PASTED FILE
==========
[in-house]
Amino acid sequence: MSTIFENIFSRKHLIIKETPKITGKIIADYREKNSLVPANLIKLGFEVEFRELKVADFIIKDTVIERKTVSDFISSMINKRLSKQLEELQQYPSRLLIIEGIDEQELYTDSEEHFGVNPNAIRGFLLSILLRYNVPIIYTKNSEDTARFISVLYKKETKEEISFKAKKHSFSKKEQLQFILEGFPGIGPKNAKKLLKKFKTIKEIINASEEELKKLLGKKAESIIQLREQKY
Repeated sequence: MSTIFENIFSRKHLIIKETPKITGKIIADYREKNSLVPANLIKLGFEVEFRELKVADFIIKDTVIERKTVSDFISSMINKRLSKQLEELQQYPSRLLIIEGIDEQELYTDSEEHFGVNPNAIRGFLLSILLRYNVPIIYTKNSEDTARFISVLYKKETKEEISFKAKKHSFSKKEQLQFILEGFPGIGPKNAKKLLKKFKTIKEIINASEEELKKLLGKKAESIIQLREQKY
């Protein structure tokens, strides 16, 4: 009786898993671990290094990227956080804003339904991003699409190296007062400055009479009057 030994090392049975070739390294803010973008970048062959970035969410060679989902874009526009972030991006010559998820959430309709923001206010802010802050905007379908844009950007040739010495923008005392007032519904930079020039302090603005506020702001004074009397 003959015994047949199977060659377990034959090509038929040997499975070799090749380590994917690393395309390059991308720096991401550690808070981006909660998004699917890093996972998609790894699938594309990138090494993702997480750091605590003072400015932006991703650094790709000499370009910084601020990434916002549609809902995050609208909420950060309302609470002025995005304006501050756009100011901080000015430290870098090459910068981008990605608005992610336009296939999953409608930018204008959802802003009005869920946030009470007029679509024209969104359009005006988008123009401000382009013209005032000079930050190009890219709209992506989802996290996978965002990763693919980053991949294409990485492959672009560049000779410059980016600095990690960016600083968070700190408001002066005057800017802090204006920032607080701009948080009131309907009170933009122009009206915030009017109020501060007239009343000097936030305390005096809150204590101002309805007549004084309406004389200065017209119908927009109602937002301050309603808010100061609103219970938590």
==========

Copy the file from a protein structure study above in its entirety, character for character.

[in-house]
Amino acid sequence: MSTIFENIFSRKHLIIKETPKITGKIIADYREKNSLVPANLIKLGFEVEFRELKVADFIIKDTVIERKTVSDFISSMINKRLSKQLEELQQYPSRLLIIEGIDEQELYTDSEEHFGVNPNAIRGFLLSILLRYNVPIIYTKNSEDTARFISVLYKKETKEEISFKAKKHSFSKKEQLQFILEGFPGIGPKNAKKLLKKFKTIKEIINASEEELKKLLGKKAESIIQLREQKY
Repeated sequence: MSTIFENIFSRKHLIIKETPKITGKIIADYREKNSLVPANLIKLGFEVEFRELKVADFIIKDTVIERKTVSDFISSMINKRLSKQLEELQQYPSRLLIIEGIDEQELYTDSEEHFGVNPNAIRGFLLSILLRYNVPIIYTKNSEDTARFISVLYKKETKEEISFKAKKHSFSKKEQLQFILEGFPGIGPKNAKKLLKKFKTIKEIINASEEELKKLLGKKAESIIQLREQKY
């Protein structure tokens, strides 16, 4: 009786898993671990290094990227956080804003339904991003699409190296007062400055009479009057 030994090392049975070739390294803010973008970048062959970035969410060679989902874009526009972030991006010559998820959430309709923001206010802010802050905007379908844009950007040739010495923008005392007032519904930079020039302090603005506020702001004074009397 003959015994047949199977060659377990034959090509038929040997499975070799090749380590994917690393395309390059991308720096991401550690808070981006909660998004699917890093996972998609790894699938594309990138090494993702997480750091605590003072400015932006991703650094790709000499370009910084601020990434916002549609809902995050609208909420950060309302609470002025995005304006501050756009100011901080000015430290870098090459910068981008990605608005992610336009296939999953409608930018204008959802802003009005869920946030009470007029679509024209969104359009005006988008123009401000382009013209005032000079930050190009890219709209992506989802996290996978965002990763693919980053991949294409990485492959672009560049000779410059980016600095990690960016600083968070700190408001002066005057800017802090204006920032607080701009948080009131309907009170933009122009009206915030009017109020501060007239009343000097936030305390005096809150204590101002309805007549004084309406004389200065017209119908927009109602937002301050309603808010100061609103219970938590």